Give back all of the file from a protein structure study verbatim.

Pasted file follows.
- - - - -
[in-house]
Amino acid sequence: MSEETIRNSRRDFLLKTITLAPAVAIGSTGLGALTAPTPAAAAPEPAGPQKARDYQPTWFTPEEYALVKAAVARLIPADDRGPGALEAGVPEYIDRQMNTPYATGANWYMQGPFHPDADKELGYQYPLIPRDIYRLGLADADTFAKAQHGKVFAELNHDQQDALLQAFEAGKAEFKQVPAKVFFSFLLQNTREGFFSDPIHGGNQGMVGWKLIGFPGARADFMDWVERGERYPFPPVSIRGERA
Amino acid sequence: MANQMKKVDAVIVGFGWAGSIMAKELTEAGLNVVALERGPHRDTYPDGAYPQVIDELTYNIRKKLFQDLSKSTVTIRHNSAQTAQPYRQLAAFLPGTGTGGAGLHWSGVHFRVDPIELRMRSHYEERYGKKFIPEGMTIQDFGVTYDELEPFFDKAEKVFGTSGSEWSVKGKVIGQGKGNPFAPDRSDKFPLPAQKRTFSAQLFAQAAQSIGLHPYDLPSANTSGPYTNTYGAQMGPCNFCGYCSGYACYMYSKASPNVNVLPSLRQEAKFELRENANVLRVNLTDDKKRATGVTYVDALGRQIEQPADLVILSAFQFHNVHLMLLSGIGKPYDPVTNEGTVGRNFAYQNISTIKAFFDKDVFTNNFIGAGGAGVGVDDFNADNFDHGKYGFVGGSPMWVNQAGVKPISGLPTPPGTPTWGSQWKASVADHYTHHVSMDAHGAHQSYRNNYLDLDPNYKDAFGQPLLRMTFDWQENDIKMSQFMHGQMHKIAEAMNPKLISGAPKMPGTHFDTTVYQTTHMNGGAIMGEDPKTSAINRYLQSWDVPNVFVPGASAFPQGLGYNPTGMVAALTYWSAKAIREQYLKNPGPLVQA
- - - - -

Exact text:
[in-house]
Amino acid sequence: MSEETIRNSRRDFLLKTITLAPAVAIGSTGLGALTAPTPAAAAPEPAGPQKARDYQPTWFTPEEYALVKAAVARLIPADDRGPGALEAGVPEYIDRQMNTPYATGANWYMQGPFHPDADKELGYQYPLIPRDIYRLGLADADTFAKAQHGKVFAELNHDQQDALLQAFEAGKAEFKQVPAKVFFSFLLQNTREGFFSDPIHGGNQGMVGWKLIGFPGARADFMDWVERGERYPFPPVSIRGERA
Amino acid sequence: MANQMKKVDAVIVGFGWAGSIMAKELTEAGLNVVALERGPHRDTYPDGAYPQVIDELTYNIRKKLFQDLSKSTVTIRHNSAQTAQPYRQLAAFLPGTGTGGAGLHWSGVHFRVDPIELRMRSHYEERYGKKFIPEGMTIQDFGVTYDELEPFFDKAEKVFGTSGSEWSVKGKVIGQGKGNPFAPDRSDKFPLPAQKRTFSAQLFAQAAQSIGLHPYDLPSANTSGPYTNTYGAQMGPCNFCGYCSGYACYMYSKASPNVNVLPSLRQEAKFELRENANVLRVNLTDDKKRATGVTYVDALGRQIEQPADLVILSAFQFHNVHLMLLSGIGKPYDPVTNEGTVGRNFAYQNISTIKAFFDKDVFTNNFIGAGGAGVGVDDFNADNFDHGKYGFVGGSPMWVNQAGVKPISGLPTPPGTPTWGSQWKASVADHYTHHVSMDAHGAHQSYRNNYLDLDPNYKDAFGQPLLRMTFDWQENDIKMSQFMHGQMHKIAEAMNPKLISGAPKMPGTHFDTTVYQTTHMNGGAIMGEDPKTSAINRYLQSWDVPNVFVPGASAFPQGLGYNPTGMVAALTYWSAKAIREQYLKNPGPLVQA